JSU's confident Pope sets high goals for himself
by Al Muskewitz
Sep 11, 2013 | 2187 views |  0 comments | 22 22 recommendations | email to a friend | print
Jacksonville State’s Troymaine Pope (24) leads the team with 220 rushing yards through two games. (Stephen Gross/The Anniston Star)
Jacksonville State’s Troymaine Pope (24) leads the team with 220 rushing yards through two games. (Stephen Gross/The Anniston Star)
JACKSONVILLE — Troymaine Pope’s goals have always been straight-forward ­— and high.

Last year when the running back arrived at Jacksonville State, he wanted to set the JSU freshman rushing record. There were flashes it could happen, but injuries and a steep learning curve kept him from hitting the mark by a wide margin.

Still, it didn’t deter him from establishing new, higher goals for a new coaching staff.

All the former Anniston Star Player of the Year wants to do now is lead the FCS in rushing this season and become the greatest running back in the history of the division.

That’s a tall order. FCS football has produced running backs the likes of Walter Payton — for whom the FCS Offensive Player of the Year award is named — Brian Westbrook, Dave Meggett and Adrian Peterson (the one from Georgia Southern).

“My goal is always high. I’m always thinking big on myself,” Pope said. I’m not arrogant, just confident.

“I want to lead the FCS in rushing. When you mention me, I want to be named the best running back that’s ever played in the FCS.”

Pope made a big move at least on the first goal Saturday night when he led an FCS-record four 100-yard JSU rushers with a career-high 160 yards on 16 carries in the Gamecocks’ 48-13 rout of Jacksonville University. He had only 240 yards rushing in seven games last year, but after Saturday he’s only 20 yards short of that.

He is the Ohio Valley Conference’s second-leading rusher this week behind UT Martin senior D.J. McNeil — by one yard, on fewer carries — and ranked 18th in the FCS.

Gamecocks coach Bill Clark has no problem with Pope setting his personal bar high.

After all, a player has to say it before he can do it. But the coach also knows actions speak louder than words.

“Now, what we want to say is how do you accomplish those goals?” Clark said. “Come to work every day, do what you’re supposed to do, be the person you’re supposed to be.

“He had ability when he got to us, but are you working like that every day? We didn’t see that even in the spring. I told him that one out of three, you’re as good as we’ve ever seen; the other two I said we don’t know. I have no problem (with setting high goals), but I want to see the action backing it up and I’m starting to see that.”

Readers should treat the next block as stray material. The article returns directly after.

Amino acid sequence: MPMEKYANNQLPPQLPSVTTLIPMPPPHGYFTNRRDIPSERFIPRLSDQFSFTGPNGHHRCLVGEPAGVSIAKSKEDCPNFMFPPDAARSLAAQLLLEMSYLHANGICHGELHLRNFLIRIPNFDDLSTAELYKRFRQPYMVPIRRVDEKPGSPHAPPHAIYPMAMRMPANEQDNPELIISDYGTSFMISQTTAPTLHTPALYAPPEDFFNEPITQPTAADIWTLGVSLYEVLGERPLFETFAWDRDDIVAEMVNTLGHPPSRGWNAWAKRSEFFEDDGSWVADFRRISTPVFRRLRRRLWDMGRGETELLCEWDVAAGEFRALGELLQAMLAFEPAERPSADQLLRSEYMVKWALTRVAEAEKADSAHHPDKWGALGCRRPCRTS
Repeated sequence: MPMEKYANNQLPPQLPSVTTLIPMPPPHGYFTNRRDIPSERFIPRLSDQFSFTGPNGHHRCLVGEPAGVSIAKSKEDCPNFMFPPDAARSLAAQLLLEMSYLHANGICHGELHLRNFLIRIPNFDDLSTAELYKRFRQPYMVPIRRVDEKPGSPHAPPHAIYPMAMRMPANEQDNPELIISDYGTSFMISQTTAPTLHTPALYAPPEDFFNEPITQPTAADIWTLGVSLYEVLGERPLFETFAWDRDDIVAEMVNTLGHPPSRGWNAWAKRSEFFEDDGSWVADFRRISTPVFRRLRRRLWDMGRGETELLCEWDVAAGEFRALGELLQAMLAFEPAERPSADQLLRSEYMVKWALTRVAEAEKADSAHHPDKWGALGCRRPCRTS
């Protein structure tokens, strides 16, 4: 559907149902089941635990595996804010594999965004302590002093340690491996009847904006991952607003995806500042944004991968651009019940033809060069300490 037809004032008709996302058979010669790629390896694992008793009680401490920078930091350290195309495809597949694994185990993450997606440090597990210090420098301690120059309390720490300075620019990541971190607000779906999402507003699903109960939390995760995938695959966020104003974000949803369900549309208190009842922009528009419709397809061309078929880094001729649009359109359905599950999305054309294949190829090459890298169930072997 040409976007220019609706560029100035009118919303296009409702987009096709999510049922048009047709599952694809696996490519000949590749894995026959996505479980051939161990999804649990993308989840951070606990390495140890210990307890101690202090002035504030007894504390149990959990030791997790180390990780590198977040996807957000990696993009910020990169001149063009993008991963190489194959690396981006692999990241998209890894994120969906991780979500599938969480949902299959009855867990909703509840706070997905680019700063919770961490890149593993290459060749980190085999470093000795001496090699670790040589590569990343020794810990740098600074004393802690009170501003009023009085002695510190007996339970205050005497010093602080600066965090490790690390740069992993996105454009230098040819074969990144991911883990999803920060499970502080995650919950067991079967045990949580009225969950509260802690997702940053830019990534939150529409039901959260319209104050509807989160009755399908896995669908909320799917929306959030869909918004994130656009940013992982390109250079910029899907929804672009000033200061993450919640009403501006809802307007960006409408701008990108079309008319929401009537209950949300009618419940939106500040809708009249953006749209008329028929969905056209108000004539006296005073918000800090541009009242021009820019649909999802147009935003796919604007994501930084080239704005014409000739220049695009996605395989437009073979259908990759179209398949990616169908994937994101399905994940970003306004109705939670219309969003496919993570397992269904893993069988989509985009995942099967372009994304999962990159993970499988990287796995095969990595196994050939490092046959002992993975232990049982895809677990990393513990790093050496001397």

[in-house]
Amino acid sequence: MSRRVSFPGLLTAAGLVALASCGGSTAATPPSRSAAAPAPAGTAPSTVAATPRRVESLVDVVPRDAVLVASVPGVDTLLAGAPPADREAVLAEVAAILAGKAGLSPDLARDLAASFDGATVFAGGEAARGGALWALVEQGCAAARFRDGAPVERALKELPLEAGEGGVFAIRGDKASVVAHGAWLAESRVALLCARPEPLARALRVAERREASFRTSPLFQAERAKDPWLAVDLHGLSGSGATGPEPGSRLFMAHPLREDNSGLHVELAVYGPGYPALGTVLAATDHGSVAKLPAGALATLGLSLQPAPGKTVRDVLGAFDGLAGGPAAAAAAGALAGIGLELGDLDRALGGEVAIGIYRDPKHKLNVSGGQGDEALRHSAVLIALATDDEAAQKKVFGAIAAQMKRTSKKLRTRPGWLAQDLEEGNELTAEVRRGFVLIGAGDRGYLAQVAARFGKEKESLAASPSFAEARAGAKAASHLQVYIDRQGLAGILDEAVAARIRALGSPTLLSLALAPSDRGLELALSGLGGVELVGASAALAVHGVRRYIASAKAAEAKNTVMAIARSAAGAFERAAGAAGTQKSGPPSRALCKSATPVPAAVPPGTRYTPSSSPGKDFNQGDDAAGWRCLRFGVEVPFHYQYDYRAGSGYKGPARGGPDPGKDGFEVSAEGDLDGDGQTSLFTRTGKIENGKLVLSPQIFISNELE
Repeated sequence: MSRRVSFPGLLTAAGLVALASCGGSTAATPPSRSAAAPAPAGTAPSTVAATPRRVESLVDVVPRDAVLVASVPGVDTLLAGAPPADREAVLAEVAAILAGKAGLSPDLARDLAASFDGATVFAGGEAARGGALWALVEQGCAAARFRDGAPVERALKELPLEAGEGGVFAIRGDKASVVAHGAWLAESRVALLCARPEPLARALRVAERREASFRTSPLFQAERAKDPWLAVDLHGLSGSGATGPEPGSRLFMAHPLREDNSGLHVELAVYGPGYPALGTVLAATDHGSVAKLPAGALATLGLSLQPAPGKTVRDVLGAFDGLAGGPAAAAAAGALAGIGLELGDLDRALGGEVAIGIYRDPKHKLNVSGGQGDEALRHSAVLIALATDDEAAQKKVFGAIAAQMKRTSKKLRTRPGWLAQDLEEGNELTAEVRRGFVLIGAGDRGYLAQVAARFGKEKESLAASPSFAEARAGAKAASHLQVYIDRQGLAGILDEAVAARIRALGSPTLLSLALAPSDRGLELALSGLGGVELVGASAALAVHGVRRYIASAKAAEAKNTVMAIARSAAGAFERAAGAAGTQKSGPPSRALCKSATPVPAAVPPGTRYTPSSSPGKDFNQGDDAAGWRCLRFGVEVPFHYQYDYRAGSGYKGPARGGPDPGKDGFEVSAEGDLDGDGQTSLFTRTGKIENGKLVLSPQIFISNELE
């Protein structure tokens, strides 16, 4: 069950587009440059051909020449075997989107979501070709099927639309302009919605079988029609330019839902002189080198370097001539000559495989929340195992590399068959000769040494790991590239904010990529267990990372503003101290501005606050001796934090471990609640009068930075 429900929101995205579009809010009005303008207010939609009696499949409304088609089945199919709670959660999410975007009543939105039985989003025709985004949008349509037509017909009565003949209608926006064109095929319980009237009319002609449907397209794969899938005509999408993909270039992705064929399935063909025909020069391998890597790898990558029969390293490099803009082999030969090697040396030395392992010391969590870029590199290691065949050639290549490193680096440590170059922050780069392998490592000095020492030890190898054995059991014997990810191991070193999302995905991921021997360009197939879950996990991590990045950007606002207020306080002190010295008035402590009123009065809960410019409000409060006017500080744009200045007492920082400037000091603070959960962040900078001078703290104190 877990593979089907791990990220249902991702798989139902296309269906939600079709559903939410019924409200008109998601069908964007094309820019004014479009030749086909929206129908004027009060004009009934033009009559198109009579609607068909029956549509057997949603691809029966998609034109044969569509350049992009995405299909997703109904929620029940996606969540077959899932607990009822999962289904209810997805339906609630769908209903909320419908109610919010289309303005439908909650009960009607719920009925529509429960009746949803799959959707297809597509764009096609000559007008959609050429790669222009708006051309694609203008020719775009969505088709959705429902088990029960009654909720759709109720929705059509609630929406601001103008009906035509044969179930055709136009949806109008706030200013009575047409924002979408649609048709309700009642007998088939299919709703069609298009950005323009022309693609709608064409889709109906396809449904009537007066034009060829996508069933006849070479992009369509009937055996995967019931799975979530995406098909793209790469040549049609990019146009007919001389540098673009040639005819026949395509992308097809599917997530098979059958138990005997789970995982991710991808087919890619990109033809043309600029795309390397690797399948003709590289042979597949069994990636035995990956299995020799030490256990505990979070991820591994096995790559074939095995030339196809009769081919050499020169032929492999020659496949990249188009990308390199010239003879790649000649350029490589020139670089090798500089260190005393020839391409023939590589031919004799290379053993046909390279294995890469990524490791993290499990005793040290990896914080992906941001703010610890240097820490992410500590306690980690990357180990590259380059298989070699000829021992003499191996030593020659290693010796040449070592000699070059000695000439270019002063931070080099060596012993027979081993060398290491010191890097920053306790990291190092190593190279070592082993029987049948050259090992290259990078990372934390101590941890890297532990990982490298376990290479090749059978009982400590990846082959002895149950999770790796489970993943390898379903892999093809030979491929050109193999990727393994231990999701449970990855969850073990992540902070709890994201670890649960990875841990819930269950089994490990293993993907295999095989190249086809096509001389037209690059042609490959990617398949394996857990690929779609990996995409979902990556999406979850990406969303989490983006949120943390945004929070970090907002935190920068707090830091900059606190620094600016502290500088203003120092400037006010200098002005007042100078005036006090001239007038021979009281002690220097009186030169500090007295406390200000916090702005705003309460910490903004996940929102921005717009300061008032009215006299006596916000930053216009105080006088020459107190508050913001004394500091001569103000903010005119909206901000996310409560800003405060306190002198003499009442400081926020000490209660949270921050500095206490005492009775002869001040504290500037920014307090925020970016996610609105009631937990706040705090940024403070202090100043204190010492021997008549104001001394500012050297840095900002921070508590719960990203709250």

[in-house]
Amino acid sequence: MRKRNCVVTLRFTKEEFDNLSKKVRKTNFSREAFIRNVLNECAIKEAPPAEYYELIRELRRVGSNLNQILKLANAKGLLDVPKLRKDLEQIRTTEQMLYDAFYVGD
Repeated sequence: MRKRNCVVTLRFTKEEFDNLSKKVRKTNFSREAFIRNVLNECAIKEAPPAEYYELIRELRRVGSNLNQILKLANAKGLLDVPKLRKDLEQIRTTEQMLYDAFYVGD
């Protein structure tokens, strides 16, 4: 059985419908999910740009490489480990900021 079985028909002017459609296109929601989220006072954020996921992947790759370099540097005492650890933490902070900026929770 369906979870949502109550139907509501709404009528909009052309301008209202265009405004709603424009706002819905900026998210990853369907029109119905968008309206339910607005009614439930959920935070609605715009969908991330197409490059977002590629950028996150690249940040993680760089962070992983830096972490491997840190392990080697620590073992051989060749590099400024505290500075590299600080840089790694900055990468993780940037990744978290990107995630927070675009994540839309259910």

Saturday night Pope was “close” to being the dominant back he was as senior at Anniston High School since he left there. That year, he rushed for 2,539 yards and 31 touchdowns.

JSU running backs coach Jimmy Ogle was all kinds of excited when Pope committed to the Gamecocks two years ago. He has overseen some of the best running backs in JSU history over the last 13 years and was “more than excited” about the job Pope and the other runners did against the Dolphins in their home opener.

In addition to Pope, the Gamecocks got 138 yards – all in the second half -- from Miles Jones, 128 yards from quarterback Eli Jenkins and 105 yards from DaMarcus James. It was the first time in FCS history a team had four 100-yard rushers in the same game.

Ogle called it an “amazing night, pretty special.” Clark even called him at home around midnight that night to congratulate him on the milestone.

“Something we talked about with Buster from Day One is how much talent he actually has,” Ogle said. “It’s been a work in progress. He knows he hasn’t arrived at some magical place. It takes consistent work and, quite honestly, if you went back and watched last week’s practice that’s what you saw on Saturday. That, to me, is a testament to him and his work ethic.

“I watched him as a high school player on film and you could see he was a very good player, then Anniston was here for a 7-on-7 right before his senior year and nobody tackled him. It was two-hand tag and nobody touched him. He can really do some special things out there. I think everyone who watched can see that; it’s not hard to pick out.”

Pope got off to an equally fast start last year before the injury bug bit. He led the Gamecocks in rushing at Arkansas, picking up 65 yards in his college debut. The next week against Chattanooga he ran for a season-high 100 yards on 12 carries. He hurt his left knee in the first quarter of the Eastern Kentucky game and was never the same.

The secret to Pope’s early-season success this year is he’s healthy and admittedly stronger than he has ever been. The strength part was evidenced on one of his three touchdowns Saturday when a JU defender had him by the shoulder pads and Pope dragged him several yards before breaking free and into the end zone.

“I feel a lot more physical than I was last year,” Pope said. “I can play how I want to now. I’m just ready to play and ready to show the world what I can do.”

Al Muskewitz covers Jacksonville State sports for The Star. He can be reached at 256-235-3577.
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